Determining the kind of tools and equipment needed to do a job.
Using scientific rules and methods to solve problems.
Generating or adapting equipment and technology to serve user needs.
Installing equipment, machines, wiring, or programs to meet specifications.
Writing computer programs for various purposes.
The ability to know your location in relation to the environment or to know where other objects are in relation to you.
The ability to see objects or movement of objects to one's side when the eyes are looking ahead.
The ability to quickly and repeatedly bend, stretch, twist, or reach out with your body, arms, and/or legs.
The ability to tell the direction from which a sound originated.
The ability to use short bursts of muscle force to propel oneself (as in jumping or sprinting), or to throw an object.
The ability to see under low light conditions.
The ability to see objects in the presence of glare or bright lighting.
Realistic occupations frequently involve work activities that include practical, hands-on problems and solutions. They often deal with plants, animals, and real-world materials like wood, tools, and machinery. Many of the occupations require working outside, and do not involve a lot of paperwork or working closely with others.
Conventional occupations frequently involve following set procedures and routines. These occupations can include working with data and details more than with ideas. Usually there is a clear line of authority to follow.
Artistic occupations frequently involve working with forms, designs and patterns. They often require self-expression and the work can be done without following a clear set of rules.
Enterprising occupations frequently involve starting up and carrying out projects. These occupations can involve leading people and making many decisions. Sometimes they require risk taking and often deal with business.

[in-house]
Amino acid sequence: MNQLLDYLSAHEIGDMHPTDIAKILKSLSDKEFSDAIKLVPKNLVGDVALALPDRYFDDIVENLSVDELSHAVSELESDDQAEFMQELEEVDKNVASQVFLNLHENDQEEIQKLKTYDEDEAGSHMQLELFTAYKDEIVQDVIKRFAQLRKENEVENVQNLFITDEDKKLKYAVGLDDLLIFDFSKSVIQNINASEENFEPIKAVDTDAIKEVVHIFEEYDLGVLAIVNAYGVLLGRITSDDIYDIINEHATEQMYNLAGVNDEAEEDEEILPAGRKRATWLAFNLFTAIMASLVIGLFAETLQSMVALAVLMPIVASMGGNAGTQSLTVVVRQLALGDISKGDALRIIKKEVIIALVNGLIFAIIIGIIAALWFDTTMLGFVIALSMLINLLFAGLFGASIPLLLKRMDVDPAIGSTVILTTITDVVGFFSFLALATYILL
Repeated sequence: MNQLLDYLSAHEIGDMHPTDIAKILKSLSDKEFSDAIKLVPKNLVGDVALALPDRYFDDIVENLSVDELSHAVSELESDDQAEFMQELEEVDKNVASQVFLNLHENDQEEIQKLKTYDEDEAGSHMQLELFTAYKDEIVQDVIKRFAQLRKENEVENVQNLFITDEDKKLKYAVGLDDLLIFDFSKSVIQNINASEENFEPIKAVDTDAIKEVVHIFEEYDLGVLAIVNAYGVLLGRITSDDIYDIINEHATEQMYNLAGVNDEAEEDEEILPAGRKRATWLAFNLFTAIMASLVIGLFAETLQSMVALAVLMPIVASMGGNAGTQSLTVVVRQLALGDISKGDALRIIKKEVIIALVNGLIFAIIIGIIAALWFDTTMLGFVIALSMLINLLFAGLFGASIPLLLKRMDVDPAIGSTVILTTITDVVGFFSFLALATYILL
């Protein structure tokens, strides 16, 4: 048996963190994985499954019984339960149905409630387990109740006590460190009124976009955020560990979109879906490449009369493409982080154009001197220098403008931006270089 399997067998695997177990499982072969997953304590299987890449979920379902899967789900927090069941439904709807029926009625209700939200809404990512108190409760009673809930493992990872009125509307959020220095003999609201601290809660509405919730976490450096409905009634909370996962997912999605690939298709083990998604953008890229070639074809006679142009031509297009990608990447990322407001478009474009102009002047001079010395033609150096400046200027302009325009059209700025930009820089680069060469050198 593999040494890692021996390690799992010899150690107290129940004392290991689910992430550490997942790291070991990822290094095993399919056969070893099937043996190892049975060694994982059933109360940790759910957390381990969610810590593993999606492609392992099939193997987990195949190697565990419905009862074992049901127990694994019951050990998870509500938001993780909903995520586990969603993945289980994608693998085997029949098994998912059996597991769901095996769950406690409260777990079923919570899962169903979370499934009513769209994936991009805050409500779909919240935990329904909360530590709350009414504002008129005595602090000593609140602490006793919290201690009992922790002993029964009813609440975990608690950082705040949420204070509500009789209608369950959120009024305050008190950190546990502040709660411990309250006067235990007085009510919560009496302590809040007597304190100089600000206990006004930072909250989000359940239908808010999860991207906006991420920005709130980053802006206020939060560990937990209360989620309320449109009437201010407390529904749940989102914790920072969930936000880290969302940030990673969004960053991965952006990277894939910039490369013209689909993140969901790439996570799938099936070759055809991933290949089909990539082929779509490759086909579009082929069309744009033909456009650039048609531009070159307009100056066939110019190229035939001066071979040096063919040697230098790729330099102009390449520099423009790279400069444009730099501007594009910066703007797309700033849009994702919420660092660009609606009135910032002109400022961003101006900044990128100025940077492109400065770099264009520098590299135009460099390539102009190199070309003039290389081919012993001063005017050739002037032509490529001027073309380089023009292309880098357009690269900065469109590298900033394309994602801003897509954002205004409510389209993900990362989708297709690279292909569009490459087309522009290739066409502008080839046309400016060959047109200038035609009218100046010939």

Investigative occupations frequently involve working with ideas, and require an extensive amount of thinking. These occupations can involve searching for facts and figuring out problems mentally.
Social occupations frequently involve working with, communicating with, and teaching people. These occupations often involve helping or providing service to others.
Attention to Detail
Job requires being careful about detail and thorough in completing work tasks.
Job requires being reliable, responsible, and dependable, and fulfilling obligations.
Job requires being pleasant with others on the job and displaying a good-natured, cooperative attitude.
Job requires developing one's own ways of doing things, guiding oneself with little or no supervision, and depending on oneself to get things done.
Job requires being honest and ethical.
Job requires being open to change (positive or negative) and to considerable variety in the workplace.
Job requires establishing and maintaining personally challenging achievement goals and exerting effort toward mastering tasks.
Concern for Others
Job requires being sensitive to others' needs and feelings and being understanding and helpful on the job.
Job requires maintaining composure, keeping emotions in check, controlling anger, and avoiding aggressive behavior, even in very difficult situations.
Job requires persistence in the face of obstacles.
Occupations that satisfy this work value offer supportive management that stands behind employees. Corresponding needs are Company Policies, Supervision: Human Relations and Supervision: Technical.
Occupations that satisfy this work value allow employees to provide service to others and work with co-workers in a friendly non-competitive environment. Corresponding needs are Co-workers, Moral Values and Social Service.
Occupations that satisfy this work value allow employees to work on their own and make decisions. Corresponding needs are Creativity, Responsibility and Autonomy.
Occupations that satisfy this work value offer job security and good working conditions. Corresponding needs are Activity, Compensation, Independence, Security, Variety and Working Conditions.
Occupations that satisfy this work value are results oriented and allow employees to use their strongest abilities, giving them a feeling of accomplishment. Corresponding needs are Ability Utilization and Achievement.
Occupations that satisfy this work value offer advancement, potential for leadership, and are often considered prestigious. Corresponding needs are Advancement, Authority, Recognition and Social Status.